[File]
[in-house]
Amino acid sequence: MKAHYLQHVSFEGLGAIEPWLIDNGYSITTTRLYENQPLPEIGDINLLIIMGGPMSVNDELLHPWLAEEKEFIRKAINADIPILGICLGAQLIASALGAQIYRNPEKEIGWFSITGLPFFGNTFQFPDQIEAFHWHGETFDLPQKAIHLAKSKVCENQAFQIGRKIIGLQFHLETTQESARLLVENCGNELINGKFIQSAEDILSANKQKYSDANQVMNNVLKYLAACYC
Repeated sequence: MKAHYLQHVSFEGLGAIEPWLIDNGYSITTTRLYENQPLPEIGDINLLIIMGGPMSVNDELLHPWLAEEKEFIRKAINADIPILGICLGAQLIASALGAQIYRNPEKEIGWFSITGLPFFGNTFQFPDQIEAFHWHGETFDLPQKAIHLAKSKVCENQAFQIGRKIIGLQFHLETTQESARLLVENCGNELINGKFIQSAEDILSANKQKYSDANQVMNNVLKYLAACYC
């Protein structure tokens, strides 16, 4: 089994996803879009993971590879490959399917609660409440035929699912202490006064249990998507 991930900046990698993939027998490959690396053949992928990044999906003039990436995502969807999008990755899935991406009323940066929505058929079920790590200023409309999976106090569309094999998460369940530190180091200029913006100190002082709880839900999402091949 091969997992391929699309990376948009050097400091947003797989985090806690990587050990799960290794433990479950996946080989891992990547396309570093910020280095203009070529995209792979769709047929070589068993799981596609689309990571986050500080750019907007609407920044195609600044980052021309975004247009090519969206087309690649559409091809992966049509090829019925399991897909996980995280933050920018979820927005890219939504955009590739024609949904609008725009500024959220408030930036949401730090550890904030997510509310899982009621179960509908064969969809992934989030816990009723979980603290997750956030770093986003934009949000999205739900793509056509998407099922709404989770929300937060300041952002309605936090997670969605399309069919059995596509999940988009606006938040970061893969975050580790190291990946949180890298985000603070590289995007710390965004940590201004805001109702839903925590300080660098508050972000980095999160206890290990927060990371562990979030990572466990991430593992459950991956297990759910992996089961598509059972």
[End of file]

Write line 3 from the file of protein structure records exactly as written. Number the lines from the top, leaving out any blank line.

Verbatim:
Repeated sequence: MKAHYLQHVSFEGLGAIEPWLIDNGYSITTTRLYENQPLPEIGDINLLIIMGGPMSVNDELLHPWLAEEKEFIRKAINADIPILGICLGAQLIASALGAQIYRNPEKEIGWFSITGLPFFGNTFQFPDQIEAFHWHGETFDLPQKAIHLAKSKVCENQAFQIGRKIIGLQFHLETTQESARLLVENCGNELINGKFIQSAEDILSANKQKYSDANQVMNNVLKYLAACYC